Sweyn and the Jomsvikings at the funeral ale of his father Harald Bluetooth. (Public Domain)
For these services, Roger was generously rewarded by King William but this was nothing compared to five years later when Ralph de Gael fell from power in the failed Revolt of the Earls against William and Roger acquired many of the dispossessed earl’s estates and manors. (The Revolt of the Earls was one of many rebellions, dynastic power struggles, and mini civil wars that plagued England during the mediaeval period.
In the years that followed, in his capacity as the Sheriff of Norfolk and Suffolk, he acquired so much more property that, by the time the Domesday Book was completed in 1086 (an early survey of England and Wales), King William was the only person to own more land in East Anglia than Roger Bigod.
An engraving of the Domesday Book, 1900. (Public Domain)
Good Luck, Promises and Bribery
The following year (1087) William the Conqueror was on his deathbed but, before he died, he ordered his kingdom be split between his eldest son Robert, who became the Duke of Normandy, and his second eldest son William (better known as William Rufus) who took the throne of England as King William II.
William Rufus, or William II King of England, 1255 (Public Domain)
As Duke Robert and William Rufus were known to loathe each other (along with the usual sibling rivalry, young Rufus was also guilty of playing practical jokes on Robert, frequently involving the contents of chamber-pots) this presented a problem of divided loyalties for those barons who held estates in both Normandy and England, so a plot was hatched to depose King William and unite the two countries under Duke Robert.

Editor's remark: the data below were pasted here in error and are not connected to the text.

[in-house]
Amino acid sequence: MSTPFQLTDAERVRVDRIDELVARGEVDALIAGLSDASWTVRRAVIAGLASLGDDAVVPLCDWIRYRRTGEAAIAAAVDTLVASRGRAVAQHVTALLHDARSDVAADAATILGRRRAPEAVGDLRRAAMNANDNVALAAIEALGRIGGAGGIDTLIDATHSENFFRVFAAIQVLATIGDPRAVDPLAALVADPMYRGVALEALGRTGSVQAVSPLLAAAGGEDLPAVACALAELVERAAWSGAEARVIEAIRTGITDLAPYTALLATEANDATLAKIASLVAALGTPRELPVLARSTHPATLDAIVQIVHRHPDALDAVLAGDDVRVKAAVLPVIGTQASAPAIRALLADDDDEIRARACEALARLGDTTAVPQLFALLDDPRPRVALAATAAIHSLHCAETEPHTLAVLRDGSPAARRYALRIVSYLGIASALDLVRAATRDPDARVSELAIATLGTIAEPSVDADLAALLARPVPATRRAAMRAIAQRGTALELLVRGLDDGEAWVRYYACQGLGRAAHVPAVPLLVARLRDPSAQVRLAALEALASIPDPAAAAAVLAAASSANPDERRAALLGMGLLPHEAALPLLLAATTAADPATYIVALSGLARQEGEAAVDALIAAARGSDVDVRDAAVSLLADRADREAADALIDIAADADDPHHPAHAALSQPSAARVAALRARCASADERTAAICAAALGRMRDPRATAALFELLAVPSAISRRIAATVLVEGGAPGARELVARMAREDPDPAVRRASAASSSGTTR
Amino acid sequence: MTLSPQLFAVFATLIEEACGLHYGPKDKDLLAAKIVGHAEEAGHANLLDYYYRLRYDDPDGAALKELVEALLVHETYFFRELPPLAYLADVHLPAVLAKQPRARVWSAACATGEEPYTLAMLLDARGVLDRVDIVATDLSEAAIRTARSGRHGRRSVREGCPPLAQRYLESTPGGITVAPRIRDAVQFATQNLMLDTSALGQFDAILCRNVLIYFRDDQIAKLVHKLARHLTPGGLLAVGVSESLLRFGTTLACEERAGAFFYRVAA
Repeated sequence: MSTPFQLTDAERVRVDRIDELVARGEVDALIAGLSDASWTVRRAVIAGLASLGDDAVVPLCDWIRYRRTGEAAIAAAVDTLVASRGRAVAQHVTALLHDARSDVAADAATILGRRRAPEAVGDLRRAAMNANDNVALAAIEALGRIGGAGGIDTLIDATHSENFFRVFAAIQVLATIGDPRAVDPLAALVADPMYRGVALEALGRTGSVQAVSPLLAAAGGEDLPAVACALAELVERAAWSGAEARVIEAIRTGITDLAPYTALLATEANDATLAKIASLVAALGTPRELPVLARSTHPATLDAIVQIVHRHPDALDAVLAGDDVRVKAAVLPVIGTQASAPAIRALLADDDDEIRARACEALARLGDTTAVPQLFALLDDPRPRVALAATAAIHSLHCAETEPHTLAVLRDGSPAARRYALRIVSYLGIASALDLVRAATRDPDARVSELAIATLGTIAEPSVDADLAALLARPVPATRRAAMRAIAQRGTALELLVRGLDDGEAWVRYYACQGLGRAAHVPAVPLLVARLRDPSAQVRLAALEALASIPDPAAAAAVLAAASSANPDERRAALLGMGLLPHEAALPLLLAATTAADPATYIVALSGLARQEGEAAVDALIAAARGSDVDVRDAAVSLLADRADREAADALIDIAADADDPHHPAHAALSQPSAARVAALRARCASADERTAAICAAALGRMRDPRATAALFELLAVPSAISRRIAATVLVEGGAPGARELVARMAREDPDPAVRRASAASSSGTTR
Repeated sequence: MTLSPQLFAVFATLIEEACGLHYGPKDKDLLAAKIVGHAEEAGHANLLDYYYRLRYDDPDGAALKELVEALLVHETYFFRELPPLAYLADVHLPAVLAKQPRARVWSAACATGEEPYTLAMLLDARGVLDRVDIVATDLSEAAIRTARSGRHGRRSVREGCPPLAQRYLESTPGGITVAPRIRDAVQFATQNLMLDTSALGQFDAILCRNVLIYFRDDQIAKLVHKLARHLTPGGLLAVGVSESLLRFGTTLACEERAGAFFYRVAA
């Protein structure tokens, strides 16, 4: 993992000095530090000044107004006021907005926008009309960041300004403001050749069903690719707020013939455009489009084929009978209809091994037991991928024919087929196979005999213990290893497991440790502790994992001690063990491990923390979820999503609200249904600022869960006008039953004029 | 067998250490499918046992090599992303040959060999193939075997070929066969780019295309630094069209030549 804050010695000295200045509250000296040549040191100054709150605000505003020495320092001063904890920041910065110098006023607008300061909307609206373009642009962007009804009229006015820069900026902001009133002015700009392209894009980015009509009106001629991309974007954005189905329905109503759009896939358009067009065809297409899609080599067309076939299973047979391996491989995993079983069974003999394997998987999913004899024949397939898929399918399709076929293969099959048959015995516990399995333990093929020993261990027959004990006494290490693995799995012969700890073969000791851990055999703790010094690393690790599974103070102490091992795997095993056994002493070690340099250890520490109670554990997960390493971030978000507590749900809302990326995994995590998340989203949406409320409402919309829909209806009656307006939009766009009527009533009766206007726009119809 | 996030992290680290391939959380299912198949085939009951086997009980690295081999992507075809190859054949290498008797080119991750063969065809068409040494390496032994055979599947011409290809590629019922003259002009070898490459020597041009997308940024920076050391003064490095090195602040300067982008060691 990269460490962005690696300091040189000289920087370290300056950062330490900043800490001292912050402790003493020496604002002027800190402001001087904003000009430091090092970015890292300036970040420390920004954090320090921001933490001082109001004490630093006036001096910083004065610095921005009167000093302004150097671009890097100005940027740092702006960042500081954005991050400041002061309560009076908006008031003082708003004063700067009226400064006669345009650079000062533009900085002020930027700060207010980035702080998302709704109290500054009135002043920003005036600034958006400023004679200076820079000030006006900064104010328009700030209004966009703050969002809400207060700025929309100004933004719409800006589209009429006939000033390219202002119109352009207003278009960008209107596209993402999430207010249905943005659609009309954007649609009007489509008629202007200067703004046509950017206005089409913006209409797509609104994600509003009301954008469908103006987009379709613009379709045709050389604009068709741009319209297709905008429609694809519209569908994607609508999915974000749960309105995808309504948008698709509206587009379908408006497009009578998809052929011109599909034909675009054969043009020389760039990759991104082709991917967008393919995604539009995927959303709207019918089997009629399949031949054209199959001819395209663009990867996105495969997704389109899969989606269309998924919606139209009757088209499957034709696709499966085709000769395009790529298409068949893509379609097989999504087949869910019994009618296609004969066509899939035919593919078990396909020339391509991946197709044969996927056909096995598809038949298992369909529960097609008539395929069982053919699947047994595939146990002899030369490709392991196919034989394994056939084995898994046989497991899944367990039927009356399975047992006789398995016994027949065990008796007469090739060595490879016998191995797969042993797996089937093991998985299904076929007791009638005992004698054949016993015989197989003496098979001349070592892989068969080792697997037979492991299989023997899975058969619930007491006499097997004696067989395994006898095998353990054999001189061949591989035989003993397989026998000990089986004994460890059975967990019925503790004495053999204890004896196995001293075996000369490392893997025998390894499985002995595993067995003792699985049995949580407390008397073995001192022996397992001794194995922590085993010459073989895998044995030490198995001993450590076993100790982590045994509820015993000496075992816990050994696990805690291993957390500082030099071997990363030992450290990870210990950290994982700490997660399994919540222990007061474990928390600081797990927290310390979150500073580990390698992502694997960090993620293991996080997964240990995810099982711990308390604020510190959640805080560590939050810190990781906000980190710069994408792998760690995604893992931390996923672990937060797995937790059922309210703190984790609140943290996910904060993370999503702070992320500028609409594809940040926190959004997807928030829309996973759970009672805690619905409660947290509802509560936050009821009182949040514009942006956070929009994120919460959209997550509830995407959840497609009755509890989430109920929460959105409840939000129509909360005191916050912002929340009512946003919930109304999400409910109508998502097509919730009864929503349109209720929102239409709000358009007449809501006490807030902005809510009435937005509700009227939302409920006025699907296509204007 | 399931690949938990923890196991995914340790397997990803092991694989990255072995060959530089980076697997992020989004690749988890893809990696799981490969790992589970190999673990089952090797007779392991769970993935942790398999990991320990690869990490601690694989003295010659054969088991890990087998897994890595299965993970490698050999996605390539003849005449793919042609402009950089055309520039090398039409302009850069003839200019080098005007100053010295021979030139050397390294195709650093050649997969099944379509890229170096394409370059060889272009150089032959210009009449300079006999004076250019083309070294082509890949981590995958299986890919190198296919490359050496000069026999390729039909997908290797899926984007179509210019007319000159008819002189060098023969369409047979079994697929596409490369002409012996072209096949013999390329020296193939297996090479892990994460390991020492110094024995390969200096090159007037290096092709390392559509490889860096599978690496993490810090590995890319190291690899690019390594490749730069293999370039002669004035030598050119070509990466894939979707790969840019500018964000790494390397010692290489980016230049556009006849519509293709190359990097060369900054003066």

Known as The Rebellion of 1088, it lasted less than six months and saw the rebels, including Roger Bigod of Norfolk, defeated and outmaneuvered by William thanks to a winning combination of good luck, promises, and bribery. However, unlike the brutal punishment normally inflicted on defeated rebels, William Rufus took the advice of the barons who had remained loyal to him and opted for leniency.
In the words of one adviser: “If you temper your animosity against these great men and treat them graciously here, or permit them to depart in safety, you may advantageously use their amity and service on many future occasions. He who is your enemy now, may be your useful friend another time.”